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Ukraine tensions: US defends evacuating embassy as Ukraine urges calm

Image source, Getty Images

US Secretary of State Antony Blinken has said the “imminent” threat of Russian military action in Ukraine justifies evacuating the US embassy in Kyiv.

His words came after Ukraine’s president urged calm, saying the biggest enemy was panic.

More than a dozen countries have urged their citizens to leave Ukraine.

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Moscow, with more than 100,000 troops near the border, has denied it plans to invade.

The Kremlin’s top foreign policy advisor Yuri Ushakov has dismissed US warnings of an attack, saying “hysteria has reached its peak”.

Saturday saw further attempts to de-escalate tensions in the region. In a phone call, President Joe Biden warned Russian leader Vladimir Putin of “swift and severe costs” if Russia sends in troops.

UK Defence Secretary Ben Wallace, meanwhile, compared recent Western diplomatic efforts to stop an invasion to the appeasement of Nazi Germany.

Mr Wallace told the Sunday Times newspaper “there’s a whiff of Munich in the air” – a reference to an agreement with Hitler that failed to prevent World War Two.

Mr Wallace also said that an attack remained highly likely and it could come “at any time”.

‘The prudent thing to do’

The UK, US and Germany are among several countries who have urged their nationals to get out of Ukraine immediately.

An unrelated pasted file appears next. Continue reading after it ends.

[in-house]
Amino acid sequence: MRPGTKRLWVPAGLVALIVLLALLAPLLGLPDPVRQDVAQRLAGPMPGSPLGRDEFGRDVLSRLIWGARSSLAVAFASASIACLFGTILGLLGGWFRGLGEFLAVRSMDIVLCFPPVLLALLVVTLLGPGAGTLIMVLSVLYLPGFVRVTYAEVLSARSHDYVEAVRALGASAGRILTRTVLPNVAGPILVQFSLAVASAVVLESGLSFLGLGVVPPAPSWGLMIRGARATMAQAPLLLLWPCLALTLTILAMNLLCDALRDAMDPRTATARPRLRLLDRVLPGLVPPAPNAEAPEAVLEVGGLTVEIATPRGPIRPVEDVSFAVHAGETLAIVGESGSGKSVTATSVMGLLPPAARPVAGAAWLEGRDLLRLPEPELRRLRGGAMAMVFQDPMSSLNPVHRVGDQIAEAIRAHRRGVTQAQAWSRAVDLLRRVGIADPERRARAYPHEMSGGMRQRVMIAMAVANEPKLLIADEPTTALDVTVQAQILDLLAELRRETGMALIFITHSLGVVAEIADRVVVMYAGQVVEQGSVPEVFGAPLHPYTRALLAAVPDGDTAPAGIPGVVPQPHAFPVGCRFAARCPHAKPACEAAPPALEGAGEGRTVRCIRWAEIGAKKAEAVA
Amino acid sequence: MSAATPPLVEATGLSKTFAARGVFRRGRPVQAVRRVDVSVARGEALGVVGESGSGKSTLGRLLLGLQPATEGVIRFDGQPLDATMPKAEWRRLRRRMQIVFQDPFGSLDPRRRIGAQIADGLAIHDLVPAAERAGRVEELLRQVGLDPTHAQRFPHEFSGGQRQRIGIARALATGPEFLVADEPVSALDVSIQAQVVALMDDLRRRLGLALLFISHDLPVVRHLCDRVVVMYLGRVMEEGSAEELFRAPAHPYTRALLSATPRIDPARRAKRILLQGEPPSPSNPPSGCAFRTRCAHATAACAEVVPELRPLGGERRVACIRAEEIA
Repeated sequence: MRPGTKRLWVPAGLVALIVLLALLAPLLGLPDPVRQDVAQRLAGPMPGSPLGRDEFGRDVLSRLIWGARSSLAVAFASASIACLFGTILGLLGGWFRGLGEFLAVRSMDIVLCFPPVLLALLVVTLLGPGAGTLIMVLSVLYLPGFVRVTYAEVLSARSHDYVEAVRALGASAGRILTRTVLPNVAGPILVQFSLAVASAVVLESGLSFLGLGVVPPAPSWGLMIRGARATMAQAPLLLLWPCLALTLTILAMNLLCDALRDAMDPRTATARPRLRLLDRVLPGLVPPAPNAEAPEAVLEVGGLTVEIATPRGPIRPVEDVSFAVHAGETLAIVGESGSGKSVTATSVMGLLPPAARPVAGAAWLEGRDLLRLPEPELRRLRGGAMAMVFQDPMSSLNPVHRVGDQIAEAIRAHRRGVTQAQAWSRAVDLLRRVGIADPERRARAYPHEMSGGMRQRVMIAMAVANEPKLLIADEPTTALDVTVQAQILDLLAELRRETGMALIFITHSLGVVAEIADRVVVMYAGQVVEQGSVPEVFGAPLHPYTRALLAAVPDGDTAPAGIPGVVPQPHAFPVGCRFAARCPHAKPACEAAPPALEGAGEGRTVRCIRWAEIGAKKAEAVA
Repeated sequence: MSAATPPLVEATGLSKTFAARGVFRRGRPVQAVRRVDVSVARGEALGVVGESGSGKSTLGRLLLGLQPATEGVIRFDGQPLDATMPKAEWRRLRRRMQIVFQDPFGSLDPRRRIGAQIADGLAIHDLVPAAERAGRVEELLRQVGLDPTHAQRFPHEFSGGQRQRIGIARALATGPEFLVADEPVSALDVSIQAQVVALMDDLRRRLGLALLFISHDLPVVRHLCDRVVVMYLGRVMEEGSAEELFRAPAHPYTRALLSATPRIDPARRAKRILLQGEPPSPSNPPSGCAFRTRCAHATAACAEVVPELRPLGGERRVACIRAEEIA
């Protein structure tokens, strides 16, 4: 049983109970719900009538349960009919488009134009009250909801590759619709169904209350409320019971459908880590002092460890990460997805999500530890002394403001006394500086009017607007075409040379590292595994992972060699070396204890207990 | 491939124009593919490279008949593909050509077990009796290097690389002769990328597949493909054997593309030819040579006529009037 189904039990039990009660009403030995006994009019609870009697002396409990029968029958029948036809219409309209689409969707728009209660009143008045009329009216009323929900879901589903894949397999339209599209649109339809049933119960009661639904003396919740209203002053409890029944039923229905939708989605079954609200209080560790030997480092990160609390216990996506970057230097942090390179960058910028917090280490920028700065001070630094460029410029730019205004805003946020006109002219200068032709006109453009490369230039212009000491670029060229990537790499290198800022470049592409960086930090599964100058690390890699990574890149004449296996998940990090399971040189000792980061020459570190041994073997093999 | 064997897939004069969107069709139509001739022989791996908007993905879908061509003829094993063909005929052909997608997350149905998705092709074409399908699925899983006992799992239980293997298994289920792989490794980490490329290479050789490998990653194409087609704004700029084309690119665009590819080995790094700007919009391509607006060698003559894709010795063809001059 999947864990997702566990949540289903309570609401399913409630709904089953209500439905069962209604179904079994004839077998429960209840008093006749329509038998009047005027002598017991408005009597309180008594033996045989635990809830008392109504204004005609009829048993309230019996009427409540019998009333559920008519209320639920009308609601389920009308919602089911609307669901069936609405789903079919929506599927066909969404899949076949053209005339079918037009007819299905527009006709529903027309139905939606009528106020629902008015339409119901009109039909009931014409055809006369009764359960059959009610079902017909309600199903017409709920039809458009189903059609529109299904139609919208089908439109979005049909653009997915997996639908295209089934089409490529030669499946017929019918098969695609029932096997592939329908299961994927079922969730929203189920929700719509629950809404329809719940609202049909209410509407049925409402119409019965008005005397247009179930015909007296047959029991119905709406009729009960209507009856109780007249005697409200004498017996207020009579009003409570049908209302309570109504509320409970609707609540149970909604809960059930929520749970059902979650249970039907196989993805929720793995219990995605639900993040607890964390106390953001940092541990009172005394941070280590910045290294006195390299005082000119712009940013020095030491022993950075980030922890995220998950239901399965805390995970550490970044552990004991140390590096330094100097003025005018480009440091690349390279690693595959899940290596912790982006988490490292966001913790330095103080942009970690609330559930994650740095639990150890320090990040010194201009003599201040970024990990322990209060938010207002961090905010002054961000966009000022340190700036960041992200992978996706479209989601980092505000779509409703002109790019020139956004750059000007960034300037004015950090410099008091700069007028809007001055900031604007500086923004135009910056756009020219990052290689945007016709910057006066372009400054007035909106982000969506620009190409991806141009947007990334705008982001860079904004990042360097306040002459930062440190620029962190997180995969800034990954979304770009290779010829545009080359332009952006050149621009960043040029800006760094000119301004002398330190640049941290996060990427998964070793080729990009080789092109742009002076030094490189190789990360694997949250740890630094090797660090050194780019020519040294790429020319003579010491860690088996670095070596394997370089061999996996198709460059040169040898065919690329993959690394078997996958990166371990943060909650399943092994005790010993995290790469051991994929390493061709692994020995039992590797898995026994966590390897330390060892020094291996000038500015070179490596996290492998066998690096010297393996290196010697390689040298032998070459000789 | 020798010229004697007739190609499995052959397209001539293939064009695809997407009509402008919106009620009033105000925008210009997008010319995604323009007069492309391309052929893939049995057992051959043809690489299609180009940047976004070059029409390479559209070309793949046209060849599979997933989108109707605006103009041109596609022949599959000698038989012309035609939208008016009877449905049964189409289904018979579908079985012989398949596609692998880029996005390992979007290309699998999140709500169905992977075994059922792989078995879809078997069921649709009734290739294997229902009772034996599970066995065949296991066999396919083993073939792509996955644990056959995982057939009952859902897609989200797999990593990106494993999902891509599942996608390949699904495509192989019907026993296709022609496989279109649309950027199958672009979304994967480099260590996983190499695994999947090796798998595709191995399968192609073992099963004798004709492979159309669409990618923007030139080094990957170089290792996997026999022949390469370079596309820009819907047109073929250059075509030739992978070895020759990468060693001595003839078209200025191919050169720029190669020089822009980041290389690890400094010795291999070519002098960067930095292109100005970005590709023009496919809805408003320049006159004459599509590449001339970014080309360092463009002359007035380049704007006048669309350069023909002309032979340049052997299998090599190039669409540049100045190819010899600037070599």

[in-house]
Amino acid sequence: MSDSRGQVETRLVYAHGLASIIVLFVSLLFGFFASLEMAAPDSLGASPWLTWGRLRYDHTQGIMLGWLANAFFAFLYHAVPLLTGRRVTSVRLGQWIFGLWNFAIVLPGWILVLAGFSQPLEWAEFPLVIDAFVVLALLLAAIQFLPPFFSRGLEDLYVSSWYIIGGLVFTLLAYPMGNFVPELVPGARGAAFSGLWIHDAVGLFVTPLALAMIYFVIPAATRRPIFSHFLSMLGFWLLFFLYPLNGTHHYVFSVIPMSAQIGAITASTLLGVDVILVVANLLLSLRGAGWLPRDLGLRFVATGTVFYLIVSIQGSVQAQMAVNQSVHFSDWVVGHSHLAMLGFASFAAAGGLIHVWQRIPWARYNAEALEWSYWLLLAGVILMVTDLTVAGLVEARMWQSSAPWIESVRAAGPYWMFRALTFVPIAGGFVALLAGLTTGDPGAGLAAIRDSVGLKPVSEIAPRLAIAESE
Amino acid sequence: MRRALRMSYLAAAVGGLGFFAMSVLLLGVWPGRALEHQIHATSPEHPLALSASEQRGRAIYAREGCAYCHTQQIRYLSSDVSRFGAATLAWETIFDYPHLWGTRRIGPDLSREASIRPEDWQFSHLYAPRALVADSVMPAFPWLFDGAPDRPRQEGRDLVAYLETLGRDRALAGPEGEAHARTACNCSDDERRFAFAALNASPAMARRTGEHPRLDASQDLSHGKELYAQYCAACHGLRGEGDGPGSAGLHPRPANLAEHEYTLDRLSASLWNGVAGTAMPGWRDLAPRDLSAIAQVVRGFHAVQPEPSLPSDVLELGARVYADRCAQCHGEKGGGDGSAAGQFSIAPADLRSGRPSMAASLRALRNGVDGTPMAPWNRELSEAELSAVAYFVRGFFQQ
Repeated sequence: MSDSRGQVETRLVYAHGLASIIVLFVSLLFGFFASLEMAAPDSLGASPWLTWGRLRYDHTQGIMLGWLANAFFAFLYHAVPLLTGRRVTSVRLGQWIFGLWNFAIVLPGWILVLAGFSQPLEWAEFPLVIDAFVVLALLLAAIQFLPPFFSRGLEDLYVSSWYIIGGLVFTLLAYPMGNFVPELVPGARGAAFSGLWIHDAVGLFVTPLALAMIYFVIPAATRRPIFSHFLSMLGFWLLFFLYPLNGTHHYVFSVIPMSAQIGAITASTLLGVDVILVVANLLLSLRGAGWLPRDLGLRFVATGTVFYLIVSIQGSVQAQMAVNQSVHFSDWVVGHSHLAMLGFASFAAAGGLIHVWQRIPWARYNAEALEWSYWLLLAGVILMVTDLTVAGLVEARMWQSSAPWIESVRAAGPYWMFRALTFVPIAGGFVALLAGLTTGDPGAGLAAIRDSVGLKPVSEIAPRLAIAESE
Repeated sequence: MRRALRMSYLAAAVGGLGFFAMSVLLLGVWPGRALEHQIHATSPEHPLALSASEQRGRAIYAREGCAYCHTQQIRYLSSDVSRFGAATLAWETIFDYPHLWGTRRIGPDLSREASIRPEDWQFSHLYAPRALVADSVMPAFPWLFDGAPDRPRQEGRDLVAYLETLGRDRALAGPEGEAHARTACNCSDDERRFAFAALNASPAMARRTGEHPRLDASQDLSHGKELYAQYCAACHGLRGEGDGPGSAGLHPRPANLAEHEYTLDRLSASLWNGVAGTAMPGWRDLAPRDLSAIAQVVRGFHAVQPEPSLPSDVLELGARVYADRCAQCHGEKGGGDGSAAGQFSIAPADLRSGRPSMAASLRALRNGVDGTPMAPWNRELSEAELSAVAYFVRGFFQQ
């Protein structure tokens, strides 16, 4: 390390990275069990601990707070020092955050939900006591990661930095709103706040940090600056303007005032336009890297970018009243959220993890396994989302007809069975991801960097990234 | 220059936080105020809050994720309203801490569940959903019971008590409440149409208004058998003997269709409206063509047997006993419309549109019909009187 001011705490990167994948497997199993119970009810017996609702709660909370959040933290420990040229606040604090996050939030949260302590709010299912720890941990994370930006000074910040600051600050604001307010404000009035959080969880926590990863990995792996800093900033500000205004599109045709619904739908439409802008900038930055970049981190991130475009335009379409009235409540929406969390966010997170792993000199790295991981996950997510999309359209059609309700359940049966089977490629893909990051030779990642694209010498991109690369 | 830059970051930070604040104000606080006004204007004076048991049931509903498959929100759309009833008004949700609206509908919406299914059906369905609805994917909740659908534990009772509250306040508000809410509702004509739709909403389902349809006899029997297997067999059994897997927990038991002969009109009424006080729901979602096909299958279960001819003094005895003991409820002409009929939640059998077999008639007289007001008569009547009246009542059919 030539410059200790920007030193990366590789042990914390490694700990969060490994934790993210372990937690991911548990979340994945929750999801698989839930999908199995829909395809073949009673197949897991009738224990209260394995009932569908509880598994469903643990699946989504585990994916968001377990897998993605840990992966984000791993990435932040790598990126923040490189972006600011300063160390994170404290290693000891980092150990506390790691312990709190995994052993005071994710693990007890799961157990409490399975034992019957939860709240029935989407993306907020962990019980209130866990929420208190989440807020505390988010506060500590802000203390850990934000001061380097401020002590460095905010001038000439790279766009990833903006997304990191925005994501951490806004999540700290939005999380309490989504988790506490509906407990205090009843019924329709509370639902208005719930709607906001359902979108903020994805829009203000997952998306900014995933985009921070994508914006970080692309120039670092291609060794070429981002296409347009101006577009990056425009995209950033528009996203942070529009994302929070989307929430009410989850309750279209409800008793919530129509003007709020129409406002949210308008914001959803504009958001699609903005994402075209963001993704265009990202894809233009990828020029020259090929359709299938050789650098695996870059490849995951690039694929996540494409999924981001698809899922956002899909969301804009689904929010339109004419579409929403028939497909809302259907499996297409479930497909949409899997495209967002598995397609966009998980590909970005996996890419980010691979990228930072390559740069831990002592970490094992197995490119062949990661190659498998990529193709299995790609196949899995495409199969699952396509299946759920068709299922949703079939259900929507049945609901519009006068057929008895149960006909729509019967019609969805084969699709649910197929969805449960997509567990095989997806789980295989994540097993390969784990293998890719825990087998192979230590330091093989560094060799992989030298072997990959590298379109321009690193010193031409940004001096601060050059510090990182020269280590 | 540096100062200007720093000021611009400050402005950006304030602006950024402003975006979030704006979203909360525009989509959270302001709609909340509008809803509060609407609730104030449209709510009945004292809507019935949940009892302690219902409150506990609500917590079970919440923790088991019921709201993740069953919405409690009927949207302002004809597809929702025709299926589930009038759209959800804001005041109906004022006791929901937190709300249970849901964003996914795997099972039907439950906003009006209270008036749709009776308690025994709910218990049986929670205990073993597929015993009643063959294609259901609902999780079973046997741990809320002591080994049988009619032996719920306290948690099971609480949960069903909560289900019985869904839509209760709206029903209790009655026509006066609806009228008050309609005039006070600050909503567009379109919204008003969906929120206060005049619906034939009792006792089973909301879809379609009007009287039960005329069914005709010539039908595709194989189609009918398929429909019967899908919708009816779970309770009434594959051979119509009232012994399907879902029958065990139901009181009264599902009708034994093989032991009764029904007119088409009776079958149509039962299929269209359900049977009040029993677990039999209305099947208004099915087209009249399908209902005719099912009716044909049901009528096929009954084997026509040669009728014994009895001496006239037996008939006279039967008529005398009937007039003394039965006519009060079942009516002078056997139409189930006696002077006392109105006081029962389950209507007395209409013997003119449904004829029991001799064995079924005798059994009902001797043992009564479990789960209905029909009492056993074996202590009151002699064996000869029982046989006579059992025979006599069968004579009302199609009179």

The US decision to evacuate most of its embassy staff in Kyiv on Saturday was followed by similar moves by Canada and Australia. All three nations have instead shifted operations to the western city of Lviv, near the Polish border – although the UK ambassador has said she will stay in the Ukrainian capital with a core team.

Mr Blinken said the risk of military action “is high enough and the threat is imminent enough” that the evacuation is “the prudent thing to do”.

But earlier Ukrainian President Volodymyr Zelensky had urged calm, saying: “Right now, the people’s biggest enemy is panic.”

Mr Zelensky said that if Western powers had any firm evidence of an impending invasion, he had yet to see it.

The BBC’s Zhanna Bezpiatchuk says there are no major signs of panic in Kyiv or other major Ukrainian cities. However, she added that Ukrainians are starting to take the threat from Russia increasingly seriously and are taking their own contingency measures.

An emergency evacuation plan for Kyiv’s three million residents has been drawn up by the capital’s mayor’s office as a precaution.

The White House has warned that an invasion could happen at any time, and could begin with bombing from the air.

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Tensions have steadily increased as Russia has continued to deploy troops along Ukraine’s eastern border. It has also been carrying out its biggest naval drills in years in the Black Sea, with Ukraine accusing the country of blocking its access to the sea.

The crisis comes eight years after Russia annexed Ukraine’s southern Crimea peninsula. Since then, Ukraine’s military has been locked in a war with Russian-backed rebels in eastern areas near Russia’s borders.

The Kremlin says it cannot accept that Ukraine – a former Soviet republic with deep social and cultural ties with Russia – could one day join the Western defence alliance Nato, and has demanded that this be ruled out.

The US has rejected that, saying that as a sovereign nation Ukraine should be free to decide its own security alliances.

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